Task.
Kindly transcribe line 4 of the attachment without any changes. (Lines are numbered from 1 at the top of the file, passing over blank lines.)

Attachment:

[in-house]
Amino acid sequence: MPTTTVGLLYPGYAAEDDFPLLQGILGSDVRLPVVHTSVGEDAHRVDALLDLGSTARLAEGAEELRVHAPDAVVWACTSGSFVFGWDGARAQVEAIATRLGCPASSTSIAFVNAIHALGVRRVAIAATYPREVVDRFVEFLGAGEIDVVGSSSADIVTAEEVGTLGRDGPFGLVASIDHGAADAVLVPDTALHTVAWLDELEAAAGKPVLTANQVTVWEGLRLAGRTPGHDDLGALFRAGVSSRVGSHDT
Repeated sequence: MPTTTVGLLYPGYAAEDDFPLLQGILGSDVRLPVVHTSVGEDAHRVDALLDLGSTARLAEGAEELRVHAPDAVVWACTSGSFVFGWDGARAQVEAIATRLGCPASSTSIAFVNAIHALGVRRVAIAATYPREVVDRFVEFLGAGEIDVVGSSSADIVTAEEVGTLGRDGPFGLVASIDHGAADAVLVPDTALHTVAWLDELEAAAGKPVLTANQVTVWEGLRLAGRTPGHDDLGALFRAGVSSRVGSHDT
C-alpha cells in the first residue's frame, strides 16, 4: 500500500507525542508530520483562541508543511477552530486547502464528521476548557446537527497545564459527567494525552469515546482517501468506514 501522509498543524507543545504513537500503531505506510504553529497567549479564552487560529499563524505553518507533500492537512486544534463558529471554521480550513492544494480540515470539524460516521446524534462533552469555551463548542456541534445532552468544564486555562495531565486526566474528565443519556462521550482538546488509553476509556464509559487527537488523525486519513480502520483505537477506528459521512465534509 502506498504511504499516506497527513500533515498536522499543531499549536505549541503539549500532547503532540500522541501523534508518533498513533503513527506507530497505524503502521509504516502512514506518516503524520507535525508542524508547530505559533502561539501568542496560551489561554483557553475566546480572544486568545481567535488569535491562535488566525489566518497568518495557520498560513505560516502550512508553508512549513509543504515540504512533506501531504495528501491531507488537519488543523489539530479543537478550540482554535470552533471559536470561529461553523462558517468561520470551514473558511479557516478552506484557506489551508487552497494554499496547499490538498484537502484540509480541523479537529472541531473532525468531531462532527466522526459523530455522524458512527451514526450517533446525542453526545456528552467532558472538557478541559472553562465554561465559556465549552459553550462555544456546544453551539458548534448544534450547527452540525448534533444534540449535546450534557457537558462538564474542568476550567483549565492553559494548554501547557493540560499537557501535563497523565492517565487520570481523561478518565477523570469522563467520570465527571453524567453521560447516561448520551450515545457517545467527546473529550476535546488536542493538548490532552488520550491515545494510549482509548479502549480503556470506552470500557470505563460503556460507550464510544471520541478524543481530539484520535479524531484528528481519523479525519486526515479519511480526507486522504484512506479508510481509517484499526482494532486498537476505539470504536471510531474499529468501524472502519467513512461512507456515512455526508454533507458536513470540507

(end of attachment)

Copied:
C-alpha cells in the first residue's frame, strides 16, 4: 500500500507525542508530520483562541508543511477552530486547502464528521476548557446537527497545564459527567494525552469515546482517501468506514 501522509498543524507543545504513537500503531505506510504553529497567549479564552487560529499563524505553518507533500492537512486544534463558529471554521480550513492544494480540515470539524460516521446524534462533552469555551463548542456541534445532552468544564486555562495531565486526566474528565443519556462521550482538546488509553476509556464509559487527537488523525486519513480502520483505537477506528459521512465534509 502506498504511504499516506497527513500533515498536522499543531499549536505549541503539549500532547503532540500522541501523534508518533498513533503513527506507530497505524503502521509504516502512514506518516503524520507535525508542524508547530505559533502561539501568542496560551489561554483557553475566546480572544486568545481567535488569535491562535488566525489566518497568518495557520498560513505560516502550512508553508512549513509543504515540504512533506501531504495528501491531507488537519488543523489539530479543537478550540482554535470552533471559536470561529461553523462558517468561520470551514473558511479557516478552506484557506489551508487552497494554499496547499490538498484537502484540509480541523479537529472541531473532525468531531462532527466522526459523530455522524458512527451514526450517533446525542453526545456528552467532558472538557478541559472553562465554561465559556465549552459553550462555544456546544453551539458548534448544534450547527452540525448534533444534540449535546450534557457537558462538564474542568476550567483549565492553559494548554501547557493540560499537557501535563497523565492517565487520570481523561478518565477523570469522563467520570465527571453524567453521560447516561448520551450515545457517545467527546473529550476535546488536542493538548490532552488520550491515545494510549482509548479502549480503556470506552470500557470505563460503556460507550464510544471520541478524543481530539484520535479524531484528528481519523479525519486526515479519511480526507486522504484512506479508510481509517484499526482494532486498537476505539470504536471510531474499529468501524472502519467513512461512507456515512455526508454533507458536513470540507